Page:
CodeSOD: Constantly Named

We’ve seen constants in the form of static final int ONE = 1 before. At this point, it’s barely worth discussing, it’s become so common. But Susan has found us yet another unique twist on the subject.

It started when a contractor wrote Java code that looked like this:

String formattedField = fieldFormatMethod(someArray[14]);

The linter complained about the bare literal, so the contractor dutifully replaced it with a constant:

String formattedField = fieldFormatMethod(someArray[XXX_FOURTEEN]); 

So much “better”. But note the XXX prefix there. That’s anonymized in this case, but it is a hint to what’s coming. The contractors wanted to make sure they were compartmentalizing their constants, namespacing them “properly”, so guess what happened next?

private static final int XXX_ONE = 1;
private static final int XXX_TWO = 2;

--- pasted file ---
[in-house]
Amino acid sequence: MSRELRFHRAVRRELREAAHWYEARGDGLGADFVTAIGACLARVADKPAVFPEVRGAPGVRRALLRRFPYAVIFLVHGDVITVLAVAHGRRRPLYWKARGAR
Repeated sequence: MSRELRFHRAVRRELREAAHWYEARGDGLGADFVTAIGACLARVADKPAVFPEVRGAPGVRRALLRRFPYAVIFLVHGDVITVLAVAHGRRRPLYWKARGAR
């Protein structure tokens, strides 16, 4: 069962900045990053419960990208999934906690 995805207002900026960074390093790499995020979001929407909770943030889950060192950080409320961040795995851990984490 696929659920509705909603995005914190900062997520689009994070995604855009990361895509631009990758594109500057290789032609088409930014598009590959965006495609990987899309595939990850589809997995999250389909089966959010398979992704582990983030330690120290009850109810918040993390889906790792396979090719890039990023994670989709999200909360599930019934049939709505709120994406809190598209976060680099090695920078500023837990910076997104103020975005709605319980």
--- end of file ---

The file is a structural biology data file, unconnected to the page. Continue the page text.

//etc to
private static final int XXX_THIRTY_FIVE = 35;
// then...
private static final int YYY_ONE = 1;
private static final int YYY_TWO = 2;

Yes, they recreated the same constants out of literal values, but with different prefixes to distinguish where they were used. You can see that these are all declared private. Which means they’re all declared in the same class, and yes- it’s a gigantic “do everything” class with many thousands of lines in it, and only a small percentage of those lines are badly named constants.

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This post originally appeared on The Daily WTF.

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